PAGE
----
The unintended consequences of computerized provider order entry: Findings from a mixed methods exploration

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The authors contend that when they started their study the area of unintended consequences of computerized provider order entry CPOE was discussed infrequently. One study of a similar type of system, bar code medication, in the VA system identified side effects of CPOE which could lead to adverse drug events ADE. The bar code system was supposed to prevent ADEs but the VA study documented several unintended issues that could lead to errors. Prevention of medication errors was thought to be one of the prime benefits of CPOE but other researchers also began to see unintended consequences. The term “unintended consequences” UC) was coined in a summary paper by Ash, et. al [1]


The article discussed the foci, activities, methods and results of a four year project which identified unintended consequences contributed to CPOE usage. [1]


The Provider Order Entry Team (POET) researchers based in Oregon conducted a 4 year study using both qualitative and quantitative methods. Five organizations with a reputation for excellence in using clinical systems were selected. The organizations had to agree to share and the surprises they saw and managed and to allow observation during order entry process. The data was collected by direct observation, interviews, short surveys and conference discussion by experts. The 390 examples of unintended consequences gathered from fieldwork, surveys and conferences were categorized into 9 types: [1]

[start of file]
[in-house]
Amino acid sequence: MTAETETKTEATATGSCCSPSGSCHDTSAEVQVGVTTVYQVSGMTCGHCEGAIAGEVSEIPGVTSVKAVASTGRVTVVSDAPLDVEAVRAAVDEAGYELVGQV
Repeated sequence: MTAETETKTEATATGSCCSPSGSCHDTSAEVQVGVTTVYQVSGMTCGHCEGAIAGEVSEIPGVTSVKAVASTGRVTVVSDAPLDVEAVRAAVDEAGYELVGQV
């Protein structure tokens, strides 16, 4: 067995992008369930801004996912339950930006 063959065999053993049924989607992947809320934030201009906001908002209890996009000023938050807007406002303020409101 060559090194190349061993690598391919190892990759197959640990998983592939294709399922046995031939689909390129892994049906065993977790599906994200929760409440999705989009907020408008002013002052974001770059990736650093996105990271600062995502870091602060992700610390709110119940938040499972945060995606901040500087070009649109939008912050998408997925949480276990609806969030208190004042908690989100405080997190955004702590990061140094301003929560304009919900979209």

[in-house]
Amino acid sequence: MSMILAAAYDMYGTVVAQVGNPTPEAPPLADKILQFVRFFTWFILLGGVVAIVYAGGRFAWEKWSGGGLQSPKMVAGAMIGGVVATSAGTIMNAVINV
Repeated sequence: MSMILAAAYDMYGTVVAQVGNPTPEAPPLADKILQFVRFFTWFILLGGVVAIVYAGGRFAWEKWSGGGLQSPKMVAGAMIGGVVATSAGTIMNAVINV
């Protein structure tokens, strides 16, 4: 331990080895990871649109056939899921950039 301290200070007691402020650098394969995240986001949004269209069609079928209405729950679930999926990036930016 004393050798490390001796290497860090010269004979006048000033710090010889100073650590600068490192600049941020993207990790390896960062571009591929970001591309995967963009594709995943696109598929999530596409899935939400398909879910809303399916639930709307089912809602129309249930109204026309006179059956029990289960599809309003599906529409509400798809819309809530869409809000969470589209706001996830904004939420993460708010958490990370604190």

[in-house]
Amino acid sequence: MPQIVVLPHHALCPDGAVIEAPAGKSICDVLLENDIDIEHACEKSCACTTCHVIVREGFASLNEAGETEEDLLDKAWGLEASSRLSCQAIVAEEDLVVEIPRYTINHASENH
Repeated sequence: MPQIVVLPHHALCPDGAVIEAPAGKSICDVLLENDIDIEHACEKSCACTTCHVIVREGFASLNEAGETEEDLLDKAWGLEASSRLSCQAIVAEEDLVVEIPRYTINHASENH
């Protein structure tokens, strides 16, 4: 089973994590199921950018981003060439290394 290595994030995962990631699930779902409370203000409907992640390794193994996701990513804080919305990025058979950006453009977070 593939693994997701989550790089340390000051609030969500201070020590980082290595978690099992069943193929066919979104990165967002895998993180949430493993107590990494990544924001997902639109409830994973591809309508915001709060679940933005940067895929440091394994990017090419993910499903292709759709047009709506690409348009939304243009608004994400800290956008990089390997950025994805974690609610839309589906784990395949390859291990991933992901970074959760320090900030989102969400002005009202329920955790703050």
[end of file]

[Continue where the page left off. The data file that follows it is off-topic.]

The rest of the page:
• More/new work issues
  • Workflow issues
  • Never ending demands
  • Paper persistence
  • Communication issues
  • Emotions
  • New kinds of errors
  • Changes in the power structure
  • Over dependence

The categories of UCs were affirmed by experts who recommended the development of tools to assist in mitigating the unintended consequences. Surveys and interviews related to the categorized UC types were then conducted at other acute care and VA hospitals. Responding hospitals reported these categorized types of unintended consequences (UC) are common. The survey results verified the UCs and analysis of the comments provided valuable insight for some of the causes. The analysis facilitated the identification of best practice guidelines, development of checkup tools and the creation of dashboard tools useful in managing unintended consequences.


The authors concluded the methods utilize in the study were worked well and they were able to develop the taxonomy of the types of unintended consequences (UCs) and make sound recommendations on how to manage them.

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  1. 1.0 1.1 1.2 Ash, J., Sittig, D., Dykstra, R., Campbell, E., Guappone, K. (2009). The unintended consequences of computerized provider order entry: Findings from a mixed methods exploration.Journal of the American Medical Informatics Association. doi:10.1016/j.ijmedinf.2008.07.015